The aim of the ANRM Programme is to conserve and promote the rational use of cultivable land, pasture, and forests to assure a healthy environment, which will improve the quality of life for present and future generations.
With The Gambia's economy largely based on agriculture, many Gambians depend on agriculture and natural resources for their livelihoods. ANRM has great potential to increase its contribution to national development as the agricultural sector provides the largest foreign exchange earnings.
Over the decades, natural resource policies in The Gambia have not adequately addressed issues of sustainability. Natural resources have therefore been degraded in many parts of the country with alarming signs of depletion in some areas. No one person bears sole responsibility for reversing these trends. Rather, a collaborative, cooperative effort to improve the outlook for agricultural productivity and natural resources management is required. Full cooperation and participation of Government, NGOs, Community-based organisations, women's and youth groups, and the private sector must all work together to effectively implement the ANRM Programme. Some of the most critical natural resource management issues are:
Deforestation: Caused by the excessive felling of trees for timber, firewood, farming, uncontrolled bush fires and grazing, deforestation poses many serious natural resource problems. With many combined factors leading to deforestation, it is impossible to maintain the present levels of firewood consumption in The Gambia.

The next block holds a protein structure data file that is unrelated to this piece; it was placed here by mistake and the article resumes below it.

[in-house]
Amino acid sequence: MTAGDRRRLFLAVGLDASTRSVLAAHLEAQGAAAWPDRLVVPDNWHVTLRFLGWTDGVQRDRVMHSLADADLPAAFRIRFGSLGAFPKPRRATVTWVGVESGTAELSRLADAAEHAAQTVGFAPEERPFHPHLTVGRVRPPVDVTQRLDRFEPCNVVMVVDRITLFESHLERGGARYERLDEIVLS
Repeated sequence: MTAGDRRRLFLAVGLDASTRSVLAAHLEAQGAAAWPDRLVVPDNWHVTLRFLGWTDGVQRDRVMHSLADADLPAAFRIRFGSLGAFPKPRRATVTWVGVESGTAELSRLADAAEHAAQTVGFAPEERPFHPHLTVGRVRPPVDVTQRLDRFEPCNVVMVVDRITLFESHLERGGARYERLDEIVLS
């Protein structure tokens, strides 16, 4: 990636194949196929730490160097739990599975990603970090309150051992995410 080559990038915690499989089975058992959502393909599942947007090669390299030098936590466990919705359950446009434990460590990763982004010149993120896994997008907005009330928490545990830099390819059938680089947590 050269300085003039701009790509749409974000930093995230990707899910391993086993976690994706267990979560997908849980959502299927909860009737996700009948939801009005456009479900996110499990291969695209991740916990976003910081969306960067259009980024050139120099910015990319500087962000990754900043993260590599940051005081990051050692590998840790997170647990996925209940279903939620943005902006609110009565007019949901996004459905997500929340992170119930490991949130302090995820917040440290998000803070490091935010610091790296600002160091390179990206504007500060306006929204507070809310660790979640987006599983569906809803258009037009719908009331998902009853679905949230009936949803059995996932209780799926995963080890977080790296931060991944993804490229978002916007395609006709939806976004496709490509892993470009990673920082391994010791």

In an effort to reduce the inefficient and unnecessary cutting of trees, a charcoal production ban was instituted and a number of measures were promoted simultaneously to reduce inefficient and unsustainable extraction of wood. These efforts include rehabilitation of deforested areas, management of trees in farmlands, particularly by community forestry management, soil conservation and composting measures, briquetting of groundnut shells and use of butane gas.
Water Resources Management: Recurrent droughts have caused ground water level to drop and wells to dry up. This endangers public health as well as reduces crop yields and threatens livestock production. A related problem is increasing cases of salt water intrusion. As water levels drop and less fresh water is flowing through The River Gambia, salt water is able to progress up into rice swamps. Salt water severely curtails rice production and reduces biodiversity in these cases.
Soil Conservation: With declining forests and vegetation due to tree cutting and bush fires, soil erosion poses a serious natural resources management problem as the valuable top soil is washed away, leaving poor quality soil for fanning. Effective soil conservation measures have been tried and tested in The Gambia. Such land reclamation and soil Conservation efforts increase agricultural production, enhance communal livestock grazing. Farmers are able to farm on their own lands; there will be less conflict between cattle owners and farmers in their farmland.
Fisheries Resources: The introduction of community-based fishing endeavors may reduce the increasing problems associated with commercial over-fishing. If fish stocks are not properly managed. It could spell serious environmental and public health issues. Proper management and marketing must accompany community-based initiatives, so as to improve fish stocks, sanitation and reduce the incidence of transferable diseases.